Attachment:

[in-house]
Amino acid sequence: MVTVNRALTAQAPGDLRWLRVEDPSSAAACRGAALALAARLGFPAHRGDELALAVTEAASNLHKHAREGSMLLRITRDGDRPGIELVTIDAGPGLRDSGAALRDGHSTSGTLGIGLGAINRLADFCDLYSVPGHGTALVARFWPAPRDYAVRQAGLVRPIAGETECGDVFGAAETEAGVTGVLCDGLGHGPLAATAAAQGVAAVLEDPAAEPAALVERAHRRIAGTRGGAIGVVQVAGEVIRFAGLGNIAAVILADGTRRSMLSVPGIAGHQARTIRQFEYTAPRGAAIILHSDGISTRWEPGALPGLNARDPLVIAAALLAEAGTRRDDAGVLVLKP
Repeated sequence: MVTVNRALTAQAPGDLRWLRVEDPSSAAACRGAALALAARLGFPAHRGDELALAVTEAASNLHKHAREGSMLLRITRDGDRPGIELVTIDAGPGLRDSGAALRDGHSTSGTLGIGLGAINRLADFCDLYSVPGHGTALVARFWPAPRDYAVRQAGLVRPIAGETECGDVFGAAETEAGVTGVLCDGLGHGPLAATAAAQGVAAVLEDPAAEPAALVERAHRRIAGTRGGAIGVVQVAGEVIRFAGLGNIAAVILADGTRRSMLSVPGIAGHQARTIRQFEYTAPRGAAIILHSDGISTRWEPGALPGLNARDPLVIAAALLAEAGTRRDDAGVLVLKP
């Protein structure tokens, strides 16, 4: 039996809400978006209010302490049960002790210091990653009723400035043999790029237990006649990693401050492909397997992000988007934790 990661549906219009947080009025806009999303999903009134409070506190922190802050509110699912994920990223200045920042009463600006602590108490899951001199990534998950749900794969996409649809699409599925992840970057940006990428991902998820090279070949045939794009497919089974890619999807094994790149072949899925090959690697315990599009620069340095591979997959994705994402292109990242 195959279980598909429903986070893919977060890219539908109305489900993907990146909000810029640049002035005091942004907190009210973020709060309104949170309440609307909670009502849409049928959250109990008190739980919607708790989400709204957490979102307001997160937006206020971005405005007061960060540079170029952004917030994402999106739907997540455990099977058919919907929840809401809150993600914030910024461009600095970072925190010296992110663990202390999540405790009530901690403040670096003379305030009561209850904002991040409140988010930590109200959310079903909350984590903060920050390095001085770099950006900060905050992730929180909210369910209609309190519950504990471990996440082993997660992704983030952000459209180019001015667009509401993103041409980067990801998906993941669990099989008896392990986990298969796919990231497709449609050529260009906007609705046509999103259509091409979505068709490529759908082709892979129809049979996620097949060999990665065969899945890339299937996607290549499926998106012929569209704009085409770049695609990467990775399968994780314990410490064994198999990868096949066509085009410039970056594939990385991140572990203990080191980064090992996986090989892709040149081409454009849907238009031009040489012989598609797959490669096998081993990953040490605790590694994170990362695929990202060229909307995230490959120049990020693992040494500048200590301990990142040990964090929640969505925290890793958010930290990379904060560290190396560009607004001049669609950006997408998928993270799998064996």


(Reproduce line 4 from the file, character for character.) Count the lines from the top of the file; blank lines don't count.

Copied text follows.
């Protein structure tokens, strides 16, 4: 039996809400978006209010302490049960002790210091990653009723400035043999790029237990006649990693401050492909397997992000988007934790 990661549906219009947080009025806009999303999903009134409070506190922190802050509110699912994920990223200045920042009463600006602590108490899951001199990534998950749900794969996409649809699409599925992840970057940006990428991902998820090279070949045939794009497919089974890619999807094994790149072949899925090959690697315990599009620069340095591979997959994705994402292109990242 195959279980598909429903986070893919977060890219539908109305489900993907990146909000810029640049002035005091942004907190009210973020709060309104949170309440609307909670009502849409049928959250109990008190739980919607708790989400709204957490979102307001997160937006206020971005405005007061960060540079170029952004917030994402999106739907997540455990099977058919919907929840809401809150993600914030910024461009600095970072925190010296992110663990202390999540405790009530901690403040670096003379305030009561209850904002991040409140988010930590109200959310079903909350984590903060920050390095001085770099950006900060905050992730929180909210369910209609309190519950504990471990996440082993997660992704983030952000459209180019001015667009509401993103041409980067990801998906993941669990099989008896392990986990298969796919990231497709449609050529260009906007609705046509999103259509091409979505068709490529759908082709892979129809049979996620097949060999990665065969899945890339299937996607290549499926998106012929569209704009085409770049695609990467990775399968994780314990410490064994198999990868096949066509085009410039970056594939990385991140572990203990080191980064090992996986090989892709040149081409454009849907238009031009040489012989598609797959490669096998081993990953040490605790590694994170990362695929990202060229909307995230490959120049990020693992040494500048200590301990990142040990964090929640969505925290890793958010930290990379904060560290190396560009607004001049669609950006997408998928993270799998064996």